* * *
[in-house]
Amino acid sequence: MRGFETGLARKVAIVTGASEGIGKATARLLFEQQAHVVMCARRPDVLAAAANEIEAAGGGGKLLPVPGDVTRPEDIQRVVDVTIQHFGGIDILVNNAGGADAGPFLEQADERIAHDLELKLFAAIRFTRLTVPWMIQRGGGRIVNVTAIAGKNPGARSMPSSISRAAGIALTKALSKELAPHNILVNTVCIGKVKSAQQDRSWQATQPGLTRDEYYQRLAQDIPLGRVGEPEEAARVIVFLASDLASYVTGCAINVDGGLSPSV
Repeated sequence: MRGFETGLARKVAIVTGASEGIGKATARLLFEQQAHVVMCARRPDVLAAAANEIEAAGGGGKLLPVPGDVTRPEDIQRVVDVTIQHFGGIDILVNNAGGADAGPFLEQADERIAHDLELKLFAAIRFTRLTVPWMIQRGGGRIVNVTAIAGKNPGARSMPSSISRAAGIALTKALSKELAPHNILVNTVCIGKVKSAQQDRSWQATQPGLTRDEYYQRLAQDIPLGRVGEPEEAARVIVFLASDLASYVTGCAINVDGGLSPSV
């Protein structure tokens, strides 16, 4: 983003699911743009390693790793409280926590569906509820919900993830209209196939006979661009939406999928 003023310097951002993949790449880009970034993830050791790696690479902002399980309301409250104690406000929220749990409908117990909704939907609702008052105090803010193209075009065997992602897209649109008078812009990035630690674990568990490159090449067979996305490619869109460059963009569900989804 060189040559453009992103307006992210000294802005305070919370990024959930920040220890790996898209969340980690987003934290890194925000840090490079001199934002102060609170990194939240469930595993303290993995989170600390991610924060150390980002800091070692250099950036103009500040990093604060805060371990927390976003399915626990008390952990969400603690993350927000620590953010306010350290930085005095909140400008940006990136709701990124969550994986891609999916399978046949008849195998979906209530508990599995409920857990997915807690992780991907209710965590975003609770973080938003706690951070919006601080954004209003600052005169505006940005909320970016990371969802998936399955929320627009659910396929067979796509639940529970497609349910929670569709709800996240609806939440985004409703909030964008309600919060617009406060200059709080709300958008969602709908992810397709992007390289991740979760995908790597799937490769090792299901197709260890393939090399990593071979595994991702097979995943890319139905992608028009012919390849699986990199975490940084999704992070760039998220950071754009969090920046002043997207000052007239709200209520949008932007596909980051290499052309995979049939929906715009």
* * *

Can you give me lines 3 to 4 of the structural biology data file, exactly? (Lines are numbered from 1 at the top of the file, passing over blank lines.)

Repeated sequence: MRGFETGLARKVAIVTGASEGIGKATARLLFEQQAHVVMCARRPDVLAAAANEIEAAGGGGKLLPVPGDVTRPEDIQRVVDVTIQHFGGIDILVNNAGGADAGPFLEQADERIAHDLELKLFAAIRFTRLTVPWMIQRGGGRIVNVTAIAGKNPGARSMPSSISRAAGIALTKALSKELAPHNILVNTVCIGKVKSAQQDRSWQATQPGLTRDEYYQRLAQDIPLGRVGEPEEAARVIVFLASDLASYVTGCAINVDGGLSPSV
């Protein structure tokens, strides 16, 4: 983003699911743009390693790793409280926590569906509820919900993830209209196939006979661009939406999928 003023310097951002993949790449880009970034993830050791790696690479902002399980309301409250104690406000929220749990409908117990909704939907609702008052105090803010193209075009065997992602897209649109008078812009990035630690674990568990490159090449067979996305490619869109460059963009569900989804 060189040559453009992103307006992210000294802005305070919370990024959930920040220890790996898209969340980690987003934290890194925000840090490079001199934002102060609170990194939240469930595993303290993995989170600390991610924060150390980002800091070692250099950036103009500040990093604060805060371990927390976003399915626990008390952990969400603690993350927000620590953010306010350290930085005095909140400008940006990136709701990124969550994986891609999916399978046949008849195998979906209530508990599995409920857990997915807690992780991907209710965590975003609770973080938003706690951070919006601080954004209003600052005169505006940005909320970016990371969802998936399955929320627009659910396929067979796509639940529970497609349910929670569709709800996240609806939440985004409703909030964008309600919060617009406060200059709080709300958008969602709908992810397709992007390289991740979760995908790597799937490769090792299901197709260890393939090399990593071979595994991702097979995943890319139905992608028009012919390849699986990199975490940084999704992070760039998220950071754009969090920046002043997207000052007239709200209520949008932007596909980051290499052309995979049939929906715009």